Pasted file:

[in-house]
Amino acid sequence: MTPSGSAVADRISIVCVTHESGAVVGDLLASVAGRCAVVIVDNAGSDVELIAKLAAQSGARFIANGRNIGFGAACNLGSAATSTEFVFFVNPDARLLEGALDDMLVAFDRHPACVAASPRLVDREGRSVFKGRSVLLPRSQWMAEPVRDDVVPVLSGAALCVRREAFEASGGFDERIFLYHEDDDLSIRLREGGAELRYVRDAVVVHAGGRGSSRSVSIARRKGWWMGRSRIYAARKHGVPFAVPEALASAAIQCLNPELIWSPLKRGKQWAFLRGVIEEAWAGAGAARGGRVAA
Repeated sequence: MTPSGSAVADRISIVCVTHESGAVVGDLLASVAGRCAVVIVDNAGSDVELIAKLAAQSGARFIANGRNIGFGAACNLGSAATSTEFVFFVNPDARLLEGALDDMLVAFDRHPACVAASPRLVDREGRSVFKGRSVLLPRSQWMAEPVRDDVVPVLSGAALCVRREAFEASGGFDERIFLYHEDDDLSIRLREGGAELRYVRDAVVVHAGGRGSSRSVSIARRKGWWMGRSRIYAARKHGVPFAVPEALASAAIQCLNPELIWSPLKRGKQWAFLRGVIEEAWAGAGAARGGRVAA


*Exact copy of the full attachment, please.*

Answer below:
[in-house]
Amino acid sequence: MTPSGSAVADRISIVCVTHESGAVVGDLLASVAGRCAVVIVDNAGSDVELIAKLAAQSGARFIANGRNIGFGAACNLGSAATSTEFVFFVNPDARLLEGALDDMLVAFDRHPACVAASPRLVDREGRSVFKGRSVLLPRSQWMAEPVRDDVVPVLSGAALCVRREAFEASGGFDERIFLYHEDDDLSIRLREGGAELRYVRDAVVVHAGGRGSSRSVSIARRKGWWMGRSRIYAARKHGVPFAVPEALASAAIQCLNPELIWSPLKRGKQWAFLRGVIEEAWAGAGAARGGRVAA
Repeated sequence: MTPSGSAVADRISIVCVTHESGAVVGDLLASVAGRCAVVIVDNAGSDVELIAKLAAQSGARFIANGRNIGFGAACNLGSAATSTEFVFFVNPDARLLEGALDDMLVAFDRHPACVAASPRLVDREGRSVFKGRSVLLPRSQWMAEPVRDDVVPVLSGAALCVRREAFEASGGFDERIFLYHEDDDLSIRLREGGAELRYVRDAVVVHAGGRGSSRSVSIARRKGWWMGRSRIYAARKHGVPFAVPEALASAAIQCLNPELIWSPLKRGKQWAFLRGVIEEAWAGAGAARGGRVAA